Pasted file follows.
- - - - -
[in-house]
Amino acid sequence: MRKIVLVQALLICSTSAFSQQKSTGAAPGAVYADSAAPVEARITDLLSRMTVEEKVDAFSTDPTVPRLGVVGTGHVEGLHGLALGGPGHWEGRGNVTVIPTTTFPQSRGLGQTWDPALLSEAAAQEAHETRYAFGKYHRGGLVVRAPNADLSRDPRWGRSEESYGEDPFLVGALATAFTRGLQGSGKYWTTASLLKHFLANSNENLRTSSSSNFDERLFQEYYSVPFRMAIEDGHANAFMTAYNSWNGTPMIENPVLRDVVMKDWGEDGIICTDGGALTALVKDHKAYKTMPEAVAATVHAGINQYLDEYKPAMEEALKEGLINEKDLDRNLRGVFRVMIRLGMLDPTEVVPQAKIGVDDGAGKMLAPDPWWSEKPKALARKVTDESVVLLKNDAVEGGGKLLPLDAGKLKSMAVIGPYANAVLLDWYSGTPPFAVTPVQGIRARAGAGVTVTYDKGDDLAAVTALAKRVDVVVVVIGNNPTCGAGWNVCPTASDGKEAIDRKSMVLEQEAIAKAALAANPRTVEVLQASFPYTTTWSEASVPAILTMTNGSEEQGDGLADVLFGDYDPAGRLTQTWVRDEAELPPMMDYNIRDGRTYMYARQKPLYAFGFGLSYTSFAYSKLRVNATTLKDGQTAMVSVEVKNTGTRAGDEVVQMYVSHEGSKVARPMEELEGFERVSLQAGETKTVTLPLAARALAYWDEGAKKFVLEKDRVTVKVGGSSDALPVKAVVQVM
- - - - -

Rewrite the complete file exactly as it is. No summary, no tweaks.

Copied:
[in-house]
Amino acid sequence: MRKIVLVQALLICSTSAFSQQKSTGAAPGAVYADSAAPVEARITDLLSRMTVEEKVDAFSTDPTVPRLGVVGTGHVEGLHGLALGGPGHWEGRGNVTVIPTTTFPQSRGLGQTWDPALLSEAAAQEAHETRYAFGKYHRGGLVVRAPNADLSRDPRWGRSEESYGEDPFLVGALATAFTRGLQGSGKYWTTASLLKHFLANSNENLRTSSSSNFDERLFQEYYSVPFRMAIEDGHANAFMTAYNSWNGTPMIENPVLRDVVMKDWGEDGIICTDGGALTALVKDHKAYKTMPEAVAATVHAGINQYLDEYKPAMEEALKEGLINEKDLDRNLRGVFRVMIRLGMLDPTEVVPQAKIGVDDGAGKMLAPDPWWSEKPKALARKVTDESVVLLKNDAVEGGGKLLPLDAGKLKSMAVIGPYANAVLLDWYSGTPPFAVTPVQGIRARAGAGVTVTYDKGDDLAAVTALAKRVDVVVVVIGNNPTCGAGWNVCPTASDGKEAIDRKSMVLEQEAIAKAALAANPRTVEVLQASFPYTTTWSEASVPAILTMTNGSEEQGDGLADVLFGDYDPAGRLTQTWVRDEAELPPMMDYNIRDGRTYMYARQKPLYAFGFGLSYTSFAYSKLRVNATTLKDGQTAMVSVEVKNTGTRAGDEVVQMYVSHEGSKVARPMEELEGFERVSLQAGETKTVTLPLAARALAYWDEGAKKFVLEKDRVTVKVGGSSDALPVKAVVQVM